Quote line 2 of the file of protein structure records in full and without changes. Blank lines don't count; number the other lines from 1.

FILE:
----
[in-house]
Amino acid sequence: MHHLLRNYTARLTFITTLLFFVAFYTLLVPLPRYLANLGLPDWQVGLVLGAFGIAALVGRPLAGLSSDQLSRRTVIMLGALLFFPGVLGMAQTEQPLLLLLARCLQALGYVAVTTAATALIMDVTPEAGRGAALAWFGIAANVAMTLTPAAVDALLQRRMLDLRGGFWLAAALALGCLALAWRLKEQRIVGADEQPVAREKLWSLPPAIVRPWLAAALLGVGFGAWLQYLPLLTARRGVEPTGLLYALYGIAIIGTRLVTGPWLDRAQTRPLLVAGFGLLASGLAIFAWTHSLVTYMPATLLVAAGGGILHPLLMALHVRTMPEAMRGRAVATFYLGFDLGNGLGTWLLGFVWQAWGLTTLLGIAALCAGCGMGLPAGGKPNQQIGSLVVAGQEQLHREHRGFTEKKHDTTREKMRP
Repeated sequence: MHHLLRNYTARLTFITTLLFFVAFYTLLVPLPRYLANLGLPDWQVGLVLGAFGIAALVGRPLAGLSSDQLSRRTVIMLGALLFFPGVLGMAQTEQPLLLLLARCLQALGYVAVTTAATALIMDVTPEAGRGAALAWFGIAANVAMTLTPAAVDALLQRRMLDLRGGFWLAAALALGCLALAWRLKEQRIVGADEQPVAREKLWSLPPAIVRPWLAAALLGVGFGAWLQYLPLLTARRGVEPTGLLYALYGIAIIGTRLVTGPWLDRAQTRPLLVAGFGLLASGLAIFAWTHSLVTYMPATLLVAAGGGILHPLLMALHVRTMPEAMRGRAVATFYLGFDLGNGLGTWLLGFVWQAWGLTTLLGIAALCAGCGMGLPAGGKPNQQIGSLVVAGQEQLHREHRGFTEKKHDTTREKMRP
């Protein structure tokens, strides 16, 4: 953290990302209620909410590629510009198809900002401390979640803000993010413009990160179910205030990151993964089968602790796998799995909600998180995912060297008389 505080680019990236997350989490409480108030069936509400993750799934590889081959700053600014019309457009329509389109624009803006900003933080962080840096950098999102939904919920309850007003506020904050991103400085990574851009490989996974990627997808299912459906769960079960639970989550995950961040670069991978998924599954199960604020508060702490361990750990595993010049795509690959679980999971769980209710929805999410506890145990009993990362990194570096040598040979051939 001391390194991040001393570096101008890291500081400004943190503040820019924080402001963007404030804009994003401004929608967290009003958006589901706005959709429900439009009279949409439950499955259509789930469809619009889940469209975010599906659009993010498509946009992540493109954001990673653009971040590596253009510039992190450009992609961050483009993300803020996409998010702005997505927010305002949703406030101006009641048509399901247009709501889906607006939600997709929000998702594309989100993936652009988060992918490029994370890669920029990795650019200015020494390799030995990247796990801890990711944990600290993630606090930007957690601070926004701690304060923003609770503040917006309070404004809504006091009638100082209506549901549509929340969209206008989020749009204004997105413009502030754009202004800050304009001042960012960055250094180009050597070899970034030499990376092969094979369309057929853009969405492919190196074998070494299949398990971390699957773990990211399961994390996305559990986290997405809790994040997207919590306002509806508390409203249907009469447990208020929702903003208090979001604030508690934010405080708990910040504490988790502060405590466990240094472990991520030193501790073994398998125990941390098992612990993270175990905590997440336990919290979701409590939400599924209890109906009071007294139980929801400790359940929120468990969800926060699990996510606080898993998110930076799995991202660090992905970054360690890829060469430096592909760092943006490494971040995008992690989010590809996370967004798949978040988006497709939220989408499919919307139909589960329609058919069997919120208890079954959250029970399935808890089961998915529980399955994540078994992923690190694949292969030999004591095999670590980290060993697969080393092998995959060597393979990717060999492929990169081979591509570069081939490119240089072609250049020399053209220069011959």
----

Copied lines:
Amino acid sequence: MHHLLRNYTARLTFITTLLFFVAFYTLLVPLPRYLANLGLPDWQVGLVLGAFGIAALVGRPLAGLSSDQLSRRTVIMLGALLFFPGVLGMAQTEQPLLLLLARCLQALGYVAVTTAATALIMDVTPEAGRGAALAWFGIAANVAMTLTPAAVDALLQRRMLDLRGGFWLAAALALGCLALAWRLKEQRIVGADEQPVAREKLWSLPPAIVRPWLAAALLGVGFGAWLQYLPLLTARRGVEPTGLLYALYGIAIIGTRLVTGPWLDRAQTRPLLVAGFGLLASGLAIFAWTHSLVTYMPATLLVAAGGGILHPLLMALHVRTMPEAMRGRAVATFYLGFDLGNGLGTWLLGFVWQAWGLTTLLGIAALCAGCGMGLPAGGKPNQQIGSLVVAGQEQLHREHRGFTEKKHDTTREKMRP